10 ways to optimise your current coding and labelling operations

Posted by Brought to you by Matthews Australasia on 29th November 2016
good, better and best word written by 3d hand

By Matt Nichol*

Having an efficient production line allows your business to keep pace in a fast, competitive world. But what about the coding and labelling aspect? If it’s inefficient, then in reality your entire line is inefficient — and that’s not good for business longevity.

Inefficient coding and marking cost valuable time, money and resources. Here are 10 things that many manufacturers overlook that could make their inefficient coding and marking operations work far more powerfully.

Some of these are obvious, but it’s still interesting to see how many manufacturers ignore them because of their simplicity.

Firstly, I’ll list them, then explain some quick things to do:

  1. Regularly check and maintain your equipment
  2. Check non-coding parameters
  3. Use the right consumables
  4. Clean the print-head
  5. Watch for warnings
  6. Control the environment
  7. Reduce variability errors
  8. Educate staff
  9. Take advantage of integration software
  10. Be confident in vendor support
  1. Regularly check and maintain your equipment

Regular maintenance is critical to the optimum performance of coding and marking operations. Depending on your equipment, what to look for varies, so work with your supplier to create a Total Preventative Maintenance (TPM) list. It’s far more efficient to maintain your machinery than to risk costly downtime — see how important TPM is to Australian manufacturers.)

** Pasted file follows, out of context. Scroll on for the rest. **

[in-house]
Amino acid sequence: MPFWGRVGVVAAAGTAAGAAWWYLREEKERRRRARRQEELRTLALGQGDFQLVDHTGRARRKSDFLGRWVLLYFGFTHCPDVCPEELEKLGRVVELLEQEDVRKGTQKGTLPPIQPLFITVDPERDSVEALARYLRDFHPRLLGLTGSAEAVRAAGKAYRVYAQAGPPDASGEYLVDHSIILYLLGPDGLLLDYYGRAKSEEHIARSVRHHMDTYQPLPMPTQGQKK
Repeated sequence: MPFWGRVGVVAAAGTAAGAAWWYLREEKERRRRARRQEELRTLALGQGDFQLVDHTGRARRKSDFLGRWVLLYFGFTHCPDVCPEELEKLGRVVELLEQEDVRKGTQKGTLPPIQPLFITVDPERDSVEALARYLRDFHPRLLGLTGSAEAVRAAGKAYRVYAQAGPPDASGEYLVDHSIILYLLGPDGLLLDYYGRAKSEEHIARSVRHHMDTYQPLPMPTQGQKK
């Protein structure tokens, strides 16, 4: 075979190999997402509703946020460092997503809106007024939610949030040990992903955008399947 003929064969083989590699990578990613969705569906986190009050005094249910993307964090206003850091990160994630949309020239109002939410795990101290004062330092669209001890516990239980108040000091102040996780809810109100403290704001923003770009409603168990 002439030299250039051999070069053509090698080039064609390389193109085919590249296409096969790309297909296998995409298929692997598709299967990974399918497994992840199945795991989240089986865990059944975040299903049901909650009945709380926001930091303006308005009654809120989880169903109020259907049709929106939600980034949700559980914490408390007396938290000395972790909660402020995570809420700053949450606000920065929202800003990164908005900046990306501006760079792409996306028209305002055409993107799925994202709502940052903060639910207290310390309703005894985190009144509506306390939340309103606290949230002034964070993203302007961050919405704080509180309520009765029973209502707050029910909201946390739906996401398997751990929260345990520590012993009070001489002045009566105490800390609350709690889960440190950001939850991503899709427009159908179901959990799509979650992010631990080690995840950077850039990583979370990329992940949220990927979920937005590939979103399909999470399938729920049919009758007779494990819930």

1. Check non-coding parameters

For instance, are all components of your packaging line operating together to create an efficient operation? If package motion drivers aren’t operating within the correct parameters, it could cause skewing, fluttering or random slipping. Check the parameters of the conveyor rail position, backpressure, lighting and lenses. Even the slightest defection from the right parameters could be causing your coding and marking operation to not be working as efficiently as it should be.

  1. Use the right consumables

As obvious as it sounds, using the recommended ink, ribbon and labels is the easiest and most cost-effective way to optimise the performance of your coding and marking equipment. Buying cheaper ink or ribbon to save money can sound tempting, but is a false economy: you’ll only end up losing out in the long-term because your coding and marking equipment just won’t run at its optimum efficiency.

  1. Clean the print-head

Inkjet printers can traditionally suffer from ink settling and thickening, which inevitably diminishes the coder’s performance. Modern inkjet printers have an automatic flush-cleaning feature on shutdown and start-up, so you don’t have to flush out the print-head manually to remove “gunk”. Just bear in mind though that label printer applicator and thermal transfer overprinter print-heads still need to be replaced due to regular wear and tear.

  1. Watch for warnings